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Part II of a California Workers’ Compensation Institute research series on low-volume/high-cost drugs used to treat California injured workers identifies three Dermatological drugs, three Opioids, and three Antidepressants that represent a relatively small share of the prescriptions within their therapeutic drug group, but due to high average reimbursements, have become cost drivers, consuming a disproportionate share of the payments.

The report reveals that Dermatologicals were the fourth most prevalent drug category in 2021, with 9.3% of the workers’ comp prescriptions, but ranked second (behind Anti-Inflammatories) in total drug spend, consuming 17.3% of all prescription drug payments. That was up from 12.8% in 2012, which the study ascribes to increased utilization and the emergence of high-priced topical analgesics. Diclofenac sodium topicals jumped from 0.5% of all workers’ comp prescriptions in 2012 to 5.4% in 2021 – fourth among all drugs dispensed that year, and they represented 58.1% of the 2021 Dermatological prescriptions, but with inexpensive generics widely available, their average reimbursement was a relatively low $65, so they consumed only 23.5% of the Dermatological dollars. In contrast, the study notes three other low-volume/high-priced drugs that have become Dermatological cost drivers:

– – Diclofenac sodium and adhesive sheets (dispensed as Xrylix kits, in 2021 these kits accounted for just 0.3% of the Dermatological prescriptions, but with an average payment of $4,126, they consumed 7.2% of the dermatological drug spend).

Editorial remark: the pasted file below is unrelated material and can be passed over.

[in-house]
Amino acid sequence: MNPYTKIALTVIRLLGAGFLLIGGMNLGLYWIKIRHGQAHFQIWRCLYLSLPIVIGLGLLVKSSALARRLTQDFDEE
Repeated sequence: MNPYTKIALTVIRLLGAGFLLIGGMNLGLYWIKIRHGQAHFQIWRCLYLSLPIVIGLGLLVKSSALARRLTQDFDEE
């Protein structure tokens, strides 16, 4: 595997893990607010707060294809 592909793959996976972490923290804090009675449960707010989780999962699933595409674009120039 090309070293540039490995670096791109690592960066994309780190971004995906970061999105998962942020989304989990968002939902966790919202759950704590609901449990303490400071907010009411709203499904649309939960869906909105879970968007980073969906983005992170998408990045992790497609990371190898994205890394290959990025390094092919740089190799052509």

– – Lidocaine/menthol (this drug was dispensed in various forms, but NuLido gel and Terocin patches were key cost drivers. Lidocaine/menthol represented only 1% of the Dermatologicals dispensed in 2021, but at an average of $1,050 per prescription, it accounted for 6.2% of the Dermatological payments.
– – Diclofenac epolamine (dispensed as Flector patches at an average of $570 per prescription, or as generic equivalents at an average of $577, diclofenac epolamine comprised just 1.7% of the 2021 Dermatological prescriptions, but 5.9% of the payments within the group).

Opioid use in workers’ comp has been falling for more than a decade and with the adoption of Opioid and Pain Management Treatment Guidelines in late 2017 and a Formulary in 2018, Opioids’ share of the prescriptions continued to drop, falling to 9.4% in 2021 (down from 29.4% in 2012), while their share of the total drug spend fell to 5.8% (down from 26.7% a decade earlier). At the same time, the mix of Opioids used to treat injured workers shifted. The study noted three low-volume/high-priced Opioids that have become cost drivers within their group:

– – Buprenorphine, typically used to treat Opioid Use Disorder for patients in Medication-Assisted Treatment plans, in 2021, it accounted for 5.2% of the workers’ comp Opioids, and with an average payment of $363, it consumed 35.4% of the total Opioid reimbursements – more than any other Opioid.
– – Tapentadol HCl, used when other pain medications do not work well or cannot be tolerated, but only available as a brand drug (Nucynta or Nucynta Extended Release) it represented just 0.6% of the Opioid prescriptions, but at $590 per prescription, it accounted for 6.4% of the total Opioid drug spend.